Individuals who have had direct involvement with family law and the Utah family courts know best how frustrating, and sometimes how unjust the system can be. Reform is needed, now! No one knows and understands the importance and urgency of this issue more than those Utahns trapped in this broken system and/or subject to its failures. Nothing, for example, illustrates the tragedy of bureaucracy in the family court system than the recent horror involving the family of Susan Powell. While the family court at issue in that disaster was in another state, it is DANGEROUS AND NAIVE to think something similar will not happen here in the future, if serious changes are not made, quickly.
Developments in how states approach family law, family court and related issues are literally occurring at break-neck speed. But, this is not true in Utah. While there have been significant accomplishments in Utah, the vast majority of recommendations and reforms from task forces, previous legislative reviews, and professional organizations are unimplemented and the legislature regularly “punts” on this issue as well. At present, the family law system in Utah is a complex bureaucracy that often produces unintended and tragic results. Even worse, the system is prone to abuse by attorneys, bureaucrats, and government employees who know how to work the system to accomplish private agendas. Utah cannot afford to stay behind in this area. Parents and children affected by divorce are especially unprotected in many areas and subject to abuse.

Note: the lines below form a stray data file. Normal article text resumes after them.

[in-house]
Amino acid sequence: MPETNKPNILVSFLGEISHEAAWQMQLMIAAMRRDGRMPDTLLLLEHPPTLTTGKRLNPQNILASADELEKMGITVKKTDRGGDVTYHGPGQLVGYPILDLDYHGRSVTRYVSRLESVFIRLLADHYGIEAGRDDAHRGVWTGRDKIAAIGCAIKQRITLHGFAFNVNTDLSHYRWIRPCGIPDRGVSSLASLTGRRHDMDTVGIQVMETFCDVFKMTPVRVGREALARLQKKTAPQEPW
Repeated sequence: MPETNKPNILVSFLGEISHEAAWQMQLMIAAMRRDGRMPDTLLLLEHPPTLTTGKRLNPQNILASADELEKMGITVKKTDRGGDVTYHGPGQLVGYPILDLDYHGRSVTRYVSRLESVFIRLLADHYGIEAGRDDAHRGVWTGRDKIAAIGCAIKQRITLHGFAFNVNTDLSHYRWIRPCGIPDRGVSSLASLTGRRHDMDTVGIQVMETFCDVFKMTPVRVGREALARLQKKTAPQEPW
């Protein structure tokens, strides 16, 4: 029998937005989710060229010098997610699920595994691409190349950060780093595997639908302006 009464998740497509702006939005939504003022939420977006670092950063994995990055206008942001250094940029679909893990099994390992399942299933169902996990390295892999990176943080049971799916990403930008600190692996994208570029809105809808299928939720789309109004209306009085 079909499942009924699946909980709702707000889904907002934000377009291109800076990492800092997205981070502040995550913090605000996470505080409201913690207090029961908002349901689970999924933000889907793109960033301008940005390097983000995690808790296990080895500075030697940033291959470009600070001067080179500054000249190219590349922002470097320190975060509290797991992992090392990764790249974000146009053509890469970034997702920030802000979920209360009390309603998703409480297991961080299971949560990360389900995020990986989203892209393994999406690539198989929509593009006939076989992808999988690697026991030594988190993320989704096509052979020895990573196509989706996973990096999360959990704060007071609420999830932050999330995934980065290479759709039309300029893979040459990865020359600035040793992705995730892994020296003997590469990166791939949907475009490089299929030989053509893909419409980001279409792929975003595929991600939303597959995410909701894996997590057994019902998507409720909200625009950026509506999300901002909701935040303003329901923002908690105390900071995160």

The system needs reform, either one significant step at a time, or wholesale overhaul. But, this won’t happen unless elected legislators have the determination to take on a very difficult and politically charged arena. I am ready to do just that. Recent legislation like HB 107 are steps in the right direction, but this law represents a small piece of a very large, unjust mess. Representative Froerer from Ogden should be supported for his efforts, but it is a MISTAKE to think that incremental adjustments are enough. Freedom is a better approach to family law than assuming overworked judges can craft out of thin air, ideal family solutions. More emphasis must be given and more accommodations made to allow free Utah citizens as individuals, spouses, parents and family members to work out their own solutions rather than excessive, heavy handed reliance upon government bureaucracy.
The Plan I support:
- Revisiting the structure of the family court system.
- Develop coordinated oversight between family related agencies and law enforcement.
- Restructure parent-time and custody laws to better enable the interests of families (parents and children).
- Amend existing family law in Utah to more consistently reflect federal legal developments regarding faith, schooling, and health care for Utah families.
- Implement a new “fast track” mechanism for easier/more effective dispute resolution between divorced parties and for non-custodial parents.
- Establish a new, legislatively directed task force to make further recommendations and changes, including among the normal cast, community members who are private citizens, attorneys, educators and other non-government parties.